One of the scariest things about running a photography business is figuring out your photography pricing.
Once you’ve done all the math and know how to profitably price your photography, the next step is to present and display your prices so that your clients see you’re worth what you’re asking to be paid.
Below, I’m critiquing the photography pricing list of one of my Simplified Photography Pricing Formula students, Ciera Kizerian.
It’s not often that I see such a well-designed photography pricing list. Ciera has chosen beautiful typography and created a clean layout. I love it!
The 5 photography pricing improvements I recommend for Ciera can help you, too.
These recommendations will:
- Encourage your clients to invest in the products that are your most profitable
- Eliminate client frustration and overwhelm
- Increase your clients’ average portrait investment
Let’s get started!
Improvement #1: Shoot for Three
There are several photography pricing strategies you can use when deciding whether to offer collections and packages vs selling your prints individually as a la carte options.
Ciera offers both options on her photography pricing list which can work, but it can also be overwhelming for clients.
One packaging pricing strategy I recommend Ciera consider is to ‘shoot for three.’
When offering photography collections or packages, choose your three favorite collections – at small, medium and large investment levels.
Ciera offers 35 collection options on her photography pricing list for her clients to choose from! With this many options, I believe her clients quickly go from excited to buy to overwhelmed and frustrated.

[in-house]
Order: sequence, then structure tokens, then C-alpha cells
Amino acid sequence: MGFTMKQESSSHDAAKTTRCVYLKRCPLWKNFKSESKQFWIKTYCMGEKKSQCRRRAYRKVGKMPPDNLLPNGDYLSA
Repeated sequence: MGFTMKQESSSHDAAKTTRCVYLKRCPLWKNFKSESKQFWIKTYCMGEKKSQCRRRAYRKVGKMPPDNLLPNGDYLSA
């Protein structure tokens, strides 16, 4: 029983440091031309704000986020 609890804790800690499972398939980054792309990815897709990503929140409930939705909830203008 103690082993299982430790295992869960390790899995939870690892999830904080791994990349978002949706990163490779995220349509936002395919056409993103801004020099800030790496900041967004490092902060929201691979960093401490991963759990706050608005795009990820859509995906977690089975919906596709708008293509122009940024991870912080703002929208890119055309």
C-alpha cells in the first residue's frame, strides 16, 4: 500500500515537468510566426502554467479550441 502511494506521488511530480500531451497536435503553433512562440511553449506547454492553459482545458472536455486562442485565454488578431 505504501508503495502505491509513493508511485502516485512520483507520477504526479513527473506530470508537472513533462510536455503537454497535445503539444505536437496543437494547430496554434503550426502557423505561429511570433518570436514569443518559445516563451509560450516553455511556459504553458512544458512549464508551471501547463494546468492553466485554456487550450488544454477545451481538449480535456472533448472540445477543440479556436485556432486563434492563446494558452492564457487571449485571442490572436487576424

A client who is overwhelmed can’t make a purchase decision, leaving you with a pile of images they claim to love, but won’t ever purchase.
I would like Ciera to consider paring down her collection offerings by choosing her three favorite collections. Those three will be the only collections featured on her photography price list.
If her clients want something custom that isn’t included on the price list, it can be created specially for them.
Improvement #2: Show Don’t Tell
As photographers, we’re so close to our products. We forget that our clients don’t typically understand the difference between a stand out, metal print, bamboo panels, wood prints and canvases.
Our clients aren’t as visual as we are, that’s why they hire a professional photographer.
We need to show them what each product looks like on our photography pricing list. When they see it, they’ll know they want it.
By showing images of our products instead of just descriptions, clients can visualize how amazing their images will look displayed large in their homes.
I recommend Ciera consider adding an image of her artwork displayed on that product, like I have done here in my price menu for the canvas wall art section of my photography price list at Sarah Petty Photography.
Improvement #3: Move the Middle Up
No matter what you’re selling (ice cream, teeth whitening or photography) people more often choose to buy your middle offering.